Increasing racial tension was so toxic in Orange County Schools that the board created an equity task force and subsequently endorsed an equity policy last year to address the racial disparities in discipline and academic performance. Thank heavens a group of concerned residents organized and created the Hate-Free School Coalition. Their efforts were instrumental in bringing education, attention, and change to the uncomfortable environment many students had complained about over many years. The Coalition was able to inspire the school board to revise the dress code that permitted the Confederate flag and other divisive symbols on school property. In addition, under the leadership of former superintendent, Dr. Todd Wirt, a policy was implemented such that all school board members were required to attend a racial equity education training. Dr. Wirt proclaimed, “The equity task force has not exclusively focused on race but has explicitly put its focus there because our academic gaps and opportunity inequities are largely based on race.” And yet all only one Orange County candidate could name racism as more disturbing over socioeconomic factors.

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“Racism isn’t just what you say, think, do, and feel. It is also what you allow.”
DaShanne Stokes

People apply and campaign to serve in county positions that work directly or indirectly with people of color. Race matters. And yet, none of the candidates were ever required to take an academic course on race and racism. In fact, almost no one in our country is ever given a mandate to have an analysis of how and why people of color are having the worst outcomes in our institutions and systems. (Note: To read a book, experience discrimination or observe racial inequities is not the same as having an analysis of how people have come to be situated in our communities and the structural arrangement of racism.) Some believe the narrative that classism is just as important as racism when considering the root cause of racial inequities. It is absolutely true that socioeconomic status matters greatly in this country. Racism and classism are connected in a very complex and insidious way. However, lived experiences and research (qualitative and quantitative) clearly reveal that at every income or wealth level, white people still have a relative advantage over people of color in our institutions and systems. When will we address this dynamic in a way that is truth-filled, intentional, and operates with urgency?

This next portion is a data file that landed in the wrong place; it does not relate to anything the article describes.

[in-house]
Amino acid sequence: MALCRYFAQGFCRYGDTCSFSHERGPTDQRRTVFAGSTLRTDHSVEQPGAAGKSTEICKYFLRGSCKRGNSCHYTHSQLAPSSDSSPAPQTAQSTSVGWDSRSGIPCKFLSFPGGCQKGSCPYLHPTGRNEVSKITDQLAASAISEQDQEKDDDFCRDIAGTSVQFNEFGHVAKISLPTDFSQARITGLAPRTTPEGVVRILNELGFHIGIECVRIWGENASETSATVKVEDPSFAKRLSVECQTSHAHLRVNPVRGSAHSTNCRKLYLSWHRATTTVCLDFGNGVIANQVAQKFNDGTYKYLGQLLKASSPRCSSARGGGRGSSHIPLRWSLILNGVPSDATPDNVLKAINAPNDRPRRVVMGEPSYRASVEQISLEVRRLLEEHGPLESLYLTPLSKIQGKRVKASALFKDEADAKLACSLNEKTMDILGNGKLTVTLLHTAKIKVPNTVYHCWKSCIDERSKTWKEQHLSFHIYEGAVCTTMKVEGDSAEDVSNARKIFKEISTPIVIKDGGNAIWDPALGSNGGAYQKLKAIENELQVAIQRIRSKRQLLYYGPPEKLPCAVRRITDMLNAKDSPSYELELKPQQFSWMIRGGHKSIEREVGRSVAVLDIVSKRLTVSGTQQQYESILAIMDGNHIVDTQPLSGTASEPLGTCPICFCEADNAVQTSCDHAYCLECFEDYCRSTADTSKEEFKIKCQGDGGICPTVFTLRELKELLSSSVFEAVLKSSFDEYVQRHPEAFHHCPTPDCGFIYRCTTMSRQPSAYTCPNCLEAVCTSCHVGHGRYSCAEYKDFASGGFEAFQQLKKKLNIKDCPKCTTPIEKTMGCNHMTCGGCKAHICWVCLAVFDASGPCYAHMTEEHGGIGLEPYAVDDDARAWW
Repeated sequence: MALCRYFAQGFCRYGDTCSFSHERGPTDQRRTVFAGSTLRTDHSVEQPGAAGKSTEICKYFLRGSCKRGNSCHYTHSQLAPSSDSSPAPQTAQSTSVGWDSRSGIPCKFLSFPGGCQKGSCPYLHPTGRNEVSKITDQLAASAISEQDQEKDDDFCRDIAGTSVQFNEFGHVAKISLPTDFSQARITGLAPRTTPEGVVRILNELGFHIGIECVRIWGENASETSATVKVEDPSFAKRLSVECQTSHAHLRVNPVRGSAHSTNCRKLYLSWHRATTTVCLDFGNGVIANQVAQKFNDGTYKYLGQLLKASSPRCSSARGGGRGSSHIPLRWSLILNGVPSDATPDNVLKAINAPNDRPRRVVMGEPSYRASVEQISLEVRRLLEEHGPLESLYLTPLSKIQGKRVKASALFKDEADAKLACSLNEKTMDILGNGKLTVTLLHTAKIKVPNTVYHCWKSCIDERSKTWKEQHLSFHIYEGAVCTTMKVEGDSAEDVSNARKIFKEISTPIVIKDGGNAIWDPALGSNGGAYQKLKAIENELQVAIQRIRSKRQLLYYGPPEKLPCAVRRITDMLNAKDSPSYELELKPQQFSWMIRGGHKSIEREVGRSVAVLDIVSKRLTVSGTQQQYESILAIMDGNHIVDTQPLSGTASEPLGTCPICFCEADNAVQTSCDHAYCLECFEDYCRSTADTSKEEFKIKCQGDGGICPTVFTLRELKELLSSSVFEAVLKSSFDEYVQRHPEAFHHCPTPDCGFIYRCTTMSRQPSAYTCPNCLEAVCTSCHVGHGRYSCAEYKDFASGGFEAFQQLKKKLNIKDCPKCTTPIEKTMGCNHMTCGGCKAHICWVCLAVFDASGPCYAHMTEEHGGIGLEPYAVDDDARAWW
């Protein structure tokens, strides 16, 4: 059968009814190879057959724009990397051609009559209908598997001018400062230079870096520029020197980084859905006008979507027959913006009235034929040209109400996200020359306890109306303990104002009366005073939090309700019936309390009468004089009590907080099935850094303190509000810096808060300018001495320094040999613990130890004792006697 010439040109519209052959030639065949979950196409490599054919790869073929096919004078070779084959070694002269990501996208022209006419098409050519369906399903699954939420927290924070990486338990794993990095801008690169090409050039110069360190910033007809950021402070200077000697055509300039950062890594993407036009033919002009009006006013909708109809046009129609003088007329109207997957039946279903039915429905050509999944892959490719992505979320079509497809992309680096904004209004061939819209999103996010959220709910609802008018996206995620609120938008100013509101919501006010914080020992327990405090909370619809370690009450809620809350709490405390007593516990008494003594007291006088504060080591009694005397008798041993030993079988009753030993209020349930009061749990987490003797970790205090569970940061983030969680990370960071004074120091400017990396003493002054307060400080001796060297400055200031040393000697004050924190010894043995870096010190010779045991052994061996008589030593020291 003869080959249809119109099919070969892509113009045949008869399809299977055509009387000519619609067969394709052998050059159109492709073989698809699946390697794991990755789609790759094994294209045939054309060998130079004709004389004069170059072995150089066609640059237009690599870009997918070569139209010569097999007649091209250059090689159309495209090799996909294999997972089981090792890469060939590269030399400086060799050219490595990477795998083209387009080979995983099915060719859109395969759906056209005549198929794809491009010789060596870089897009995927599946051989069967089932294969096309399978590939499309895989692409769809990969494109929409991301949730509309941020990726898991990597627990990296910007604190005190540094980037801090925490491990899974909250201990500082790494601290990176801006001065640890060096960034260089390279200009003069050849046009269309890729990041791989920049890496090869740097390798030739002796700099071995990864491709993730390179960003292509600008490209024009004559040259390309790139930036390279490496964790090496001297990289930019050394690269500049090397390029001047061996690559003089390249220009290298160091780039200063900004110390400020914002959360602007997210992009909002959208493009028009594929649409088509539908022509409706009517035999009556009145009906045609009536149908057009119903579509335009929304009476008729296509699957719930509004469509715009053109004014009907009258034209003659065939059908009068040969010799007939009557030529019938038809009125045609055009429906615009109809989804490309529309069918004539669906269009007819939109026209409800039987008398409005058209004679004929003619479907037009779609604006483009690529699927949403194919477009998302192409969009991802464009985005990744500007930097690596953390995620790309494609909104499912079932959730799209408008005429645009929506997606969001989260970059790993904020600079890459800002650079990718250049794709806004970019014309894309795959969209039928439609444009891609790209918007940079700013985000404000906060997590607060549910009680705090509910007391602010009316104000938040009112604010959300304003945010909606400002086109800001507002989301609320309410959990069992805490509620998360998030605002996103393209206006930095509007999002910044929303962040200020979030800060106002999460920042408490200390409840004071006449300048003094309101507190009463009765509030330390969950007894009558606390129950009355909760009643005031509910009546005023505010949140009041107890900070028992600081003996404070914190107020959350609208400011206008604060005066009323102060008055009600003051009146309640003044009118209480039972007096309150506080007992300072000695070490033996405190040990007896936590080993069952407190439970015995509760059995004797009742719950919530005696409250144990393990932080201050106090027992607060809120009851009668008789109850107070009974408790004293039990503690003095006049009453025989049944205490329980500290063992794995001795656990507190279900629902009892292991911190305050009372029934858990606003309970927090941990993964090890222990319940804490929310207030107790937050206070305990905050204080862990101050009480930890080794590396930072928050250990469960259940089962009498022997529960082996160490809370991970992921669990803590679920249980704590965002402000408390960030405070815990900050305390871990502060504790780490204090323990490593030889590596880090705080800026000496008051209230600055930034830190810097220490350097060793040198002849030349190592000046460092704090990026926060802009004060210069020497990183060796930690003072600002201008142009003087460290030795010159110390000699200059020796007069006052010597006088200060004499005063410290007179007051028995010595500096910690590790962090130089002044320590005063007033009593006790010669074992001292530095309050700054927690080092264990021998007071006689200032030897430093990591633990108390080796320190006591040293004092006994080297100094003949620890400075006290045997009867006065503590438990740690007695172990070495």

The importance of this particular political season and the 2020 Census data collection requires us to be more thoughtful, brave, and inquisitive about the positions of our candidates and those currently holding governmental positions of power. I am hopeful that many more will join that one informed school board candidate to examine how certain populations in our schools are affected by racism. It is only when we move away from guilt and shame that we can do the necessary work to improve conditions for everyone.